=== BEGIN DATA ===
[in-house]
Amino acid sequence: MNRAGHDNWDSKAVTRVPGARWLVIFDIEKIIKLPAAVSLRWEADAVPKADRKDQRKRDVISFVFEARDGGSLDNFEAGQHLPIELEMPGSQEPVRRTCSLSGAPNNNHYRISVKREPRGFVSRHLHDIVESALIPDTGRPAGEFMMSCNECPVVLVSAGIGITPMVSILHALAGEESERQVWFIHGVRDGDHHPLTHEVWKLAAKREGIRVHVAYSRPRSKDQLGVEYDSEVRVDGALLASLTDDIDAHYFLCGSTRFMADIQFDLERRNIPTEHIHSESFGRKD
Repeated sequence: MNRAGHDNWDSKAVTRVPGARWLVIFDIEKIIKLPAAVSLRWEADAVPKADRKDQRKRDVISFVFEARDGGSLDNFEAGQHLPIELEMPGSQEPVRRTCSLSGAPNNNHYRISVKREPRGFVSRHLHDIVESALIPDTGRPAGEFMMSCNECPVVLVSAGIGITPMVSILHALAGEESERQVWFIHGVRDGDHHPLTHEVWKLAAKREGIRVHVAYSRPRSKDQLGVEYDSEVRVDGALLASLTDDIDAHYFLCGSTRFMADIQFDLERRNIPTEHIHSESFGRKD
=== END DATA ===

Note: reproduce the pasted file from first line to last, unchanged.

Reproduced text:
[in-house]
Amino acid sequence: MNRAGHDNWDSKAVTRVPGARWLVIFDIEKIIKLPAAVSLRWEADAVPKADRKDQRKRDVISFVFEARDGGSLDNFEAGQHLPIELEMPGSQEPVRRTCSLSGAPNNNHYRISVKREPRGFVSRHLHDIVESALIPDTGRPAGEFMMSCNECPVVLVSAGIGITPMVSILHALAGEESERQVWFIHGVRDGDHHPLTHEVWKLAAKREGIRVHVAYSRPRSKDQLGVEYDSEVRVDGALLASLTDDIDAHYFLCGSTRFMADIQFDLERRNIPTEHIHSESFGRKD
Repeated sequence: MNRAGHDNWDSKAVTRVPGARWLVIFDIEKIIKLPAAVSLRWEADAVPKADRKDQRKRDVISFVFEARDGGSLDNFEAGQHLPIELEMPGSQEPVRRTCSLSGAPNNNHYRISVKREPRGFVSRHLHDIVESALIPDTGRPAGEFMMSCNECPVVLVSAGIGITPMVSILHALAGEESERQVWFIHGVRDGDHHPLTHEVWKLAAKREGIRVHVAYSRPRSKDQLGVEYDSEVRVDGALLASLTDDIDAHYFLCGSTRFMADIQFDLERRNIPTEHIHSESFGRKD